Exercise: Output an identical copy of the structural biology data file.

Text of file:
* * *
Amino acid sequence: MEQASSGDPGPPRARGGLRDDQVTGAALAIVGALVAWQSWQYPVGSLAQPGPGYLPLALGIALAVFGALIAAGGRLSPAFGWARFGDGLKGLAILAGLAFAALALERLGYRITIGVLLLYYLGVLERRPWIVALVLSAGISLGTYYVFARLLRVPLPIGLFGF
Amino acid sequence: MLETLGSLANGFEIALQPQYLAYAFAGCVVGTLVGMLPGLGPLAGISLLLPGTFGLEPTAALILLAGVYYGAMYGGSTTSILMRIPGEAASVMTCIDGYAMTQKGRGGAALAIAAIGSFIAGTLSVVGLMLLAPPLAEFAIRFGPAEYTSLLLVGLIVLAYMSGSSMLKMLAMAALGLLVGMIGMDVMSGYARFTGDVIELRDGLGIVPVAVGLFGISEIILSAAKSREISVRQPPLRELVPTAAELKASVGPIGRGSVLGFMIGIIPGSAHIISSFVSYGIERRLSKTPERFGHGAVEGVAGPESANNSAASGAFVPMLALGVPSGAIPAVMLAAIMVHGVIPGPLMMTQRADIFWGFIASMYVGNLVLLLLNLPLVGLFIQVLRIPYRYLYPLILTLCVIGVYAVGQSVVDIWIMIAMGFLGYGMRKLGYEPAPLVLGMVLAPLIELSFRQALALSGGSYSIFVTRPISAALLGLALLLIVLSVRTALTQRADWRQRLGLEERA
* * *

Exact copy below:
Amino acid sequence: MEQASSGDPGPPRARGGLRDDQVTGAALAIVGALVAWQSWQYPVGSLAQPGPGYLPLALGIALAVFGALIAAGGRLSPAFGWARFGDGLKGLAILAGLAFAALALERLGYRITIGVLLLYYLGVLERRPWIVALVLSAGISLGTYYVFARLLRVPLPIGLFGF
Amino acid sequence: MLETLGSLANGFEIALQPQYLAYAFAGCVVGTLVGMLPGLGPLAGISLLLPGTFGLEPTAALILLAGVYYGAMYGGSTTSILMRIPGEAASVMTCIDGYAMTQKGRGGAALAIAAIGSFIAGTLSVVGLMLLAPPLAEFAIRFGPAEYTSLLLVGLIVLAYMSGSSMLKMLAMAALGLLVGMIGMDVMSGYARFTGDVIELRDGLGIVPVAVGLFGISEIILSAAKSREISVRQPPLRELVPTAAELKASVGPIGRGSVLGFMIGIIPGSAHIISSFVSYGIERRLSKTPERFGHGAVEGVAGPESANNSAASGAFVPMLALGVPSGAIPAVMLAAIMVHGVIPGPLMMTQRADIFWGFIASMYVGNLVLLLLNLPLVGLFIQVLRIPYRYLYPLILTLCVIGVYAVGQSVVDIWIMIAMGFLGYGMRKLGYEPAPLVLGMVLAPLIELSFRQALALSGGSYSIFVTRPISAALLGLALLLIVLSVRTALTQRADWRQRLGLEERA